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A variety of land and aquatic mammals live in the Burren. One of the most common mammals is the Irish Hare (Lepus timidus h.) which is found all over the Burren. The rabbit, (Oryctolagus cuniculus), on the other hand, is not as widespread and is mainly found in the sand dunes at Fanore and the Rine. Some smaller land mammals like the pigmy shrew (Sorex minutes) and hedgehog (Erinaceus europaeus) are quite common.
Herds of feral goats (Capra hircus) may be seen wandering all over the Burren. Though not wild in the true sense, they have descended from domesticated goates which have been allowed to go wild. Alarm has often been expressed at the number of these animals lest they should overcrop the plants. Actually the reverse is true as they tend to keep their grazing activities to the scrubland, and thus keep down the ever invasive hazel scrub, and so form an important part of the ecological balance.
All seven Irish species of bats have been found in the Burren. The largest of these - Leisler's bat (Nyctalus leisleri) - has significant roost-sites in the Burren and the lesser horseshoe bat (Rhinolophus hipposideros) uses the caves and souterrains of the area as hibernation sites.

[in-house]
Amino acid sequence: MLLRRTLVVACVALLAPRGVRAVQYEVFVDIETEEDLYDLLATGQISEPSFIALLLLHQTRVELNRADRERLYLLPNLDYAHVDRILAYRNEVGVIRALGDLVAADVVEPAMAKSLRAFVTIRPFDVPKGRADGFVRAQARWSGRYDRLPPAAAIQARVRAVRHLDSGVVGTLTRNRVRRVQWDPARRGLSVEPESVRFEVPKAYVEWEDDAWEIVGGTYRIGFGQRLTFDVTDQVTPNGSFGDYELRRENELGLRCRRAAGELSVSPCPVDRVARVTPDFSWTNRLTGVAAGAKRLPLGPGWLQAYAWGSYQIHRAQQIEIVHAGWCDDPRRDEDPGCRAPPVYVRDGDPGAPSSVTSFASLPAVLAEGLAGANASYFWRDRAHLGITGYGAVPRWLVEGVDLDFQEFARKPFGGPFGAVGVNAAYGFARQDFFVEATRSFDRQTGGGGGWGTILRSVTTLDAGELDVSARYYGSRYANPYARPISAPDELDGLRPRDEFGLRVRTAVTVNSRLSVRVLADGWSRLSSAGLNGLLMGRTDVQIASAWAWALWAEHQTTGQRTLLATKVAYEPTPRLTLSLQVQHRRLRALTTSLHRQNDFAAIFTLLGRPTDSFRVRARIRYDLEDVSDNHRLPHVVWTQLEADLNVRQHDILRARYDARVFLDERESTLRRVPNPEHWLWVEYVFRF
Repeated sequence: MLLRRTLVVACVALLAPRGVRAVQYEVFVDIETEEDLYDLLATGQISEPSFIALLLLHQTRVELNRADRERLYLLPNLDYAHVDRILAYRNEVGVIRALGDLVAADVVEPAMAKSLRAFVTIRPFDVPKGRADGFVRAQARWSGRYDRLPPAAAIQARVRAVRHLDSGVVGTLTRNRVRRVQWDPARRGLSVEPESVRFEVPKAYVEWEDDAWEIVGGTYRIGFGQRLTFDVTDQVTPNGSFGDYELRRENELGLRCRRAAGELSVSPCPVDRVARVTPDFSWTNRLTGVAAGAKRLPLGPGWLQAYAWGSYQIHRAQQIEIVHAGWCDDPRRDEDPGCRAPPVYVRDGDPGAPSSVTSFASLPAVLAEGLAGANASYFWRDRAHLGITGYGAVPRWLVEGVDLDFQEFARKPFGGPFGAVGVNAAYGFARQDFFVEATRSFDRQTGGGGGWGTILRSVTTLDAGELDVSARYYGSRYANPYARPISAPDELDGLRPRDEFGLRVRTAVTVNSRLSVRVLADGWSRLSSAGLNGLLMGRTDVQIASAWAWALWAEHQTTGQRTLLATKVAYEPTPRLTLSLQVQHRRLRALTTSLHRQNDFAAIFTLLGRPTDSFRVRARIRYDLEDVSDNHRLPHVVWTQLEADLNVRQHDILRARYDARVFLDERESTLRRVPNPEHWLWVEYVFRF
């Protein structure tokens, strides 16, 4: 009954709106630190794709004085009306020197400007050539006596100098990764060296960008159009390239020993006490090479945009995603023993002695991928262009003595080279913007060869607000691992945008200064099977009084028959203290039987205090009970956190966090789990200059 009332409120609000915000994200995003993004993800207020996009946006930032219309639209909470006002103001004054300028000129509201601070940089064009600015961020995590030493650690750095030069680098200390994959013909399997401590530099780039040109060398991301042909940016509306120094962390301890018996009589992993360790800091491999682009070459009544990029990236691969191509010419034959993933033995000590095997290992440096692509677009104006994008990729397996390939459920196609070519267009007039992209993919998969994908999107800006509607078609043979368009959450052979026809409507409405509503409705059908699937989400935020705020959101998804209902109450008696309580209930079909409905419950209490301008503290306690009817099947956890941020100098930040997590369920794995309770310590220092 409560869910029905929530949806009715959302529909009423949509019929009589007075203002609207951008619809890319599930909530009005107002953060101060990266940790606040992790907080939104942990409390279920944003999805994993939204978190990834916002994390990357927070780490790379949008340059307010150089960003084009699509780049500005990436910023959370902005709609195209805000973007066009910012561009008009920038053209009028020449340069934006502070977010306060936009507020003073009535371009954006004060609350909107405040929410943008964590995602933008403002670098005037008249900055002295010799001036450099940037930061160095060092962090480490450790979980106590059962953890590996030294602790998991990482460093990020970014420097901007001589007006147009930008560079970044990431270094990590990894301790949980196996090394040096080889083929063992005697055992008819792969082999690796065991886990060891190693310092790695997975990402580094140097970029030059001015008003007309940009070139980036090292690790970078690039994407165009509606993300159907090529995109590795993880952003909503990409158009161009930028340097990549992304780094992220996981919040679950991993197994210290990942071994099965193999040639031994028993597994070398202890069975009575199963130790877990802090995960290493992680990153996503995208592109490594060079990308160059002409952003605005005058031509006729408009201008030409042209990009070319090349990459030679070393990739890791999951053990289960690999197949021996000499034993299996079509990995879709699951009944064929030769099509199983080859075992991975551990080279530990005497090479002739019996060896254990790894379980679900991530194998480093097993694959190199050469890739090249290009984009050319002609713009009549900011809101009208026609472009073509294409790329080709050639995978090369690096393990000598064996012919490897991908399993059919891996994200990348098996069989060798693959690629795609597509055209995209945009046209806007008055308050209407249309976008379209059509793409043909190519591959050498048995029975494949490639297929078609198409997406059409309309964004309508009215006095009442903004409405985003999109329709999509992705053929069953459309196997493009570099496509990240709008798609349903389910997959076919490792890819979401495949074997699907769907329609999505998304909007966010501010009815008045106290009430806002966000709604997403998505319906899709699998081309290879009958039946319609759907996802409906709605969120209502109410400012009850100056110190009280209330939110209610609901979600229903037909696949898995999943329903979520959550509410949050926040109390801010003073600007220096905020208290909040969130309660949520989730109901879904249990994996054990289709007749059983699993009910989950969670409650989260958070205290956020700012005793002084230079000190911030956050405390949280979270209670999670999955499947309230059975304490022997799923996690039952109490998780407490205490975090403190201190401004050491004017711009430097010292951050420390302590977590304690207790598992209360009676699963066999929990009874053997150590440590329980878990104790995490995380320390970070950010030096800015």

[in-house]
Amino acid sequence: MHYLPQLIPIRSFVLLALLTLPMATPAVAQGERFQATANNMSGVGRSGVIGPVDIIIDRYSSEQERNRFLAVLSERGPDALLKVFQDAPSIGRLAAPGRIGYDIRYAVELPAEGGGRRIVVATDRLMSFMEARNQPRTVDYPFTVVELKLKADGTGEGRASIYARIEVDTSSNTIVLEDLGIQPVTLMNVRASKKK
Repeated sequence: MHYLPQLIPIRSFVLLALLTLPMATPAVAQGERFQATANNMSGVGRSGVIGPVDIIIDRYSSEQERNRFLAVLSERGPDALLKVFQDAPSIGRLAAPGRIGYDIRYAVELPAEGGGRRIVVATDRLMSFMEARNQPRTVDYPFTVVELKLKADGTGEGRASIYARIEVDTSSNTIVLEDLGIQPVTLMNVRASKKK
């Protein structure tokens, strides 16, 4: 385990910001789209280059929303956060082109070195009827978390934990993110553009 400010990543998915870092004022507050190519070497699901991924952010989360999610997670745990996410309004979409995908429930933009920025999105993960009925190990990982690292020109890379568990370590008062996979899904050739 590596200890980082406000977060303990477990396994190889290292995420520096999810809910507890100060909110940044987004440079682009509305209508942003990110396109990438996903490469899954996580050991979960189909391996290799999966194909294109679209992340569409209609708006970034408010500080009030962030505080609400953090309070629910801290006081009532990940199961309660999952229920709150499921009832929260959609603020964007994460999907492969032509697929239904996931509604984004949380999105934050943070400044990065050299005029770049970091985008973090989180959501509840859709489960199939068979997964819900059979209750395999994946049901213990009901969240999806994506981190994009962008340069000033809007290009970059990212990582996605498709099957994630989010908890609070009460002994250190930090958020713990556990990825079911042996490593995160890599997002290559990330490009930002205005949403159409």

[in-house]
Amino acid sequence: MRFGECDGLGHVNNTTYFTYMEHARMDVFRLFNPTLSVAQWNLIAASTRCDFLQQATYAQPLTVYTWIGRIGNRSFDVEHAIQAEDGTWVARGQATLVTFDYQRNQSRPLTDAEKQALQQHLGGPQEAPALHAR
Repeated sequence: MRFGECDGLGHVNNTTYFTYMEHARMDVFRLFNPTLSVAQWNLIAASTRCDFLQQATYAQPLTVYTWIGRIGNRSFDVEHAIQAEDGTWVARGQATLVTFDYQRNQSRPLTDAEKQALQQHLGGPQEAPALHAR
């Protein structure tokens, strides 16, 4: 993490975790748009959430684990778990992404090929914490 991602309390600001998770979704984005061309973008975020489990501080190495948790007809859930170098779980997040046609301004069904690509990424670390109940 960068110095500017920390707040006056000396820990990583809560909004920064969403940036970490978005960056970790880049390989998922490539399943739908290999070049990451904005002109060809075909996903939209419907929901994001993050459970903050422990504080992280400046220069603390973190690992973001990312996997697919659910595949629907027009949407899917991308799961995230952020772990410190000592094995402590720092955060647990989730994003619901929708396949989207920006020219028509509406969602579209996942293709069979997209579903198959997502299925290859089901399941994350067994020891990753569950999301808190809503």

The fox (Vulpes v.) is quite common and is often sighted, as is the badger (Meles m.), - common but less seen due to its nocturnal habits. The beautiful pine marten (Martes m.) is also seldom seen for the same reason. A close relation, the stoat (Mustela ermina h.) is common and more frequently spotted. Otters (Lutra l.) are less common and confined to the lake system of the eastern boundary and the coast. The rodents of the Burren are rats and house and field mice and the red squirrel (Sciurus vulgaris) which is found in the many conifer plantations around the edge of the Burren.
Dolphins (Delphinidae) and porpoises (Phocoena p.) have been spotted regularly off the coast and to a lesser extent, whales have been seen and occasionally stranded on the rocks. The common seal (Phoca vitulina) and the grey seal (Halichoerus grypus) are also found along the coastline. The common seal has traditional pupping sites on islands in Galway Bay while grey seals visit the Burren coastline from their pupping colonies on the Connemara coast.